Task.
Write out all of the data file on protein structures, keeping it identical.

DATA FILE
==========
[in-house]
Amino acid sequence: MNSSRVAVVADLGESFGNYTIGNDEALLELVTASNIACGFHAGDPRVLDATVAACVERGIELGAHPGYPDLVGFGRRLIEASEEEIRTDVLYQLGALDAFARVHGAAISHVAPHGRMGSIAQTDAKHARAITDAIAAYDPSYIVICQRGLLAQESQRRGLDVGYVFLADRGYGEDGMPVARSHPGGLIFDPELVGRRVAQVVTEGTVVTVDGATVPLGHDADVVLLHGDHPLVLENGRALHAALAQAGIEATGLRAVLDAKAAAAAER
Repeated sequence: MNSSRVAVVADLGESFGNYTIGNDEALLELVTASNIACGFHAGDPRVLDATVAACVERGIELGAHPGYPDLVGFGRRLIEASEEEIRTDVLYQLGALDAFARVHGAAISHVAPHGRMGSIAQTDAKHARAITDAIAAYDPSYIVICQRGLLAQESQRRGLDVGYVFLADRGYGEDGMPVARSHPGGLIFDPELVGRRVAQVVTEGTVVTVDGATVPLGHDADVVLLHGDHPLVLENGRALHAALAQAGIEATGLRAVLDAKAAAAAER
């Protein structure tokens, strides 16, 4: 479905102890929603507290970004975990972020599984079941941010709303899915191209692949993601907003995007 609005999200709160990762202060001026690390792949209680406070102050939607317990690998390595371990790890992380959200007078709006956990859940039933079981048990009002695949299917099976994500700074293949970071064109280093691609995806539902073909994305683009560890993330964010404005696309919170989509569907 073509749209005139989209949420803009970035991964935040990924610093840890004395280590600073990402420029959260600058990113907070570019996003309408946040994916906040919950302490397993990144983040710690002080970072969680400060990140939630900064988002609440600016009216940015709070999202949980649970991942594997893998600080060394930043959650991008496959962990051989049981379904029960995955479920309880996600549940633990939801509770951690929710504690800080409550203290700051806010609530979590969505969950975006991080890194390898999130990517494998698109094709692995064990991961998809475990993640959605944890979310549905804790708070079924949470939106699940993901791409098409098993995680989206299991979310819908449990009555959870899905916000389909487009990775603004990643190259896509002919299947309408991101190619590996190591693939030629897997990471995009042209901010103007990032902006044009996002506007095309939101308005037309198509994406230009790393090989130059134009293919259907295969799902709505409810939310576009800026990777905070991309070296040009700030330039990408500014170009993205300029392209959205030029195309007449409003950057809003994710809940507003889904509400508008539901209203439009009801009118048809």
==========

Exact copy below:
[in-house]
Amino acid sequence: MNSSRVAVVADLGESFGNYTIGNDEALLELVTASNIACGFHAGDPRVLDATVAACVERGIELGAHPGYPDLVGFGRRLIEASEEEIRTDVLYQLGALDAFARVHGAAISHVAPHGRMGSIAQTDAKHARAITDAIAAYDPSYIVICQRGLLAQESQRRGLDVGYVFLADRGYGEDGMPVARSHPGGLIFDPELVGRRVAQVVTEGTVVTVDGATVPLGHDADVVLLHGDHPLVLENGRALHAALAQAGIEATGLRAVLDAKAAAAAER
Repeated sequence: MNSSRVAVVADLGESFGNYTIGNDEALLELVTASNIACGFHAGDPRVLDATVAACVERGIELGAHPGYPDLVGFGRRLIEASEEEIRTDVLYQLGALDAFARVHGAAISHVAPHGRMGSIAQTDAKHARAITDAIAAYDPSYIVICQRGLLAQESQRRGLDVGYVFLADRGYGEDGMPVARSHPGGLIFDPELVGRRVAQVVTEGTVVTVDGATVPLGHDADVVLLHGDHPLVLENGRALHAALAQAGIEATGLRAVLDAKAAAAAER
């Protein structure tokens, strides 16, 4: 479905102890929603507290970004975990972020599984079941941010709303899915191209692949993601907003995007 609005999200709160990762202060001026690390792949209680406070102050939607317990690998390595371990790890992380959200007078709006956990859940039933079981048990009002695949299917099976994500700074293949970071064109280093691609995806539902073909994305683009560890993330964010404005696309919170989509569907 073509749209005139989209949420803009970035991964935040990924610093840890004395280590600073990402420029959260600058990113907070570019996003309408946040994916906040919950302490397993990144983040710690002080970072969680400060990140939630900064988002609440600016009216940015709070999202949980649970991942594997893998600080060394930043959650991008496959962990051989049981379904029960995955479920309880996600549940633990939801509770951690929710504690800080409550203290700051806010609530979590969505969950975006991080890194390898999130990517494998698109094709692995064990991961998809475990993640959605944890979310549905804790708070079924949470939106699940993901791409098409098993995680989206299991979310819908449990009555959870899905916000389909487009990775603004990643190259896509002919299947309408991101190619590996190591693939030629897997990471995009042209901010103007990032902006044009996002506007095309939101308005037309198509994406230009790393090989130059134009293919259907295969799902709505409810939310576009800026990777905070991309070296040009700030330039990408500014170009993205300029392209959205030029195309007449409003950057809003994710809940507003889904509400508008539901209203439009009801009118048809």